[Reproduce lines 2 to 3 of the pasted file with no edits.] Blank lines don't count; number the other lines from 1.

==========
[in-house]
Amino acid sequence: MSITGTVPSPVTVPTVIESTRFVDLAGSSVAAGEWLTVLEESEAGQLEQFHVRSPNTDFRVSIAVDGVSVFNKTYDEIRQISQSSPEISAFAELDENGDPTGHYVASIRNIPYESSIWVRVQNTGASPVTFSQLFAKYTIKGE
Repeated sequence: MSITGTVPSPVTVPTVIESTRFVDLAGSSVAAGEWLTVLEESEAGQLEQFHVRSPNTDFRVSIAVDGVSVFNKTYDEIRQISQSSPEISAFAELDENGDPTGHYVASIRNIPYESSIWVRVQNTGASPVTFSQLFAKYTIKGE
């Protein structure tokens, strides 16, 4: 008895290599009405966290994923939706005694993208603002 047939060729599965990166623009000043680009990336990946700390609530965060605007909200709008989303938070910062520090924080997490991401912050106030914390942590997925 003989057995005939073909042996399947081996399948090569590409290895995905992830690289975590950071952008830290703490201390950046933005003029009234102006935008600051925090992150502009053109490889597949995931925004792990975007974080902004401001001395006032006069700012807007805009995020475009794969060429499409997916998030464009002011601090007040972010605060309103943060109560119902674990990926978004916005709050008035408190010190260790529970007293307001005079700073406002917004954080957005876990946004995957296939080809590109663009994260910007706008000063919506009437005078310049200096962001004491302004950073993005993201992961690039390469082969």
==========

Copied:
Amino acid sequence: MSITGTVPSPVTVPTVIESTRFVDLAGSSVAAGEWLTVLEESEAGQLEQFHVRSPNTDFRVSIAVDGVSVFNKTYDEIRQISQSSPEISAFAELDENGDPTGHYVASIRNIPYESSIWVRVQNTGASPVTFSQLFAKYTIKGE
Repeated sequence: MSITGTVPSPVTVPTVIESTRFVDLAGSSVAAGEWLTVLEESEAGQLEQFHVRSPNTDFRVSIAVDGVSVFNKTYDEIRQISQSSPEISAFAELDENGDPTGHYVASIRNIPYESSIWVRVQNTGASPVTFSQLFAKYTIKGE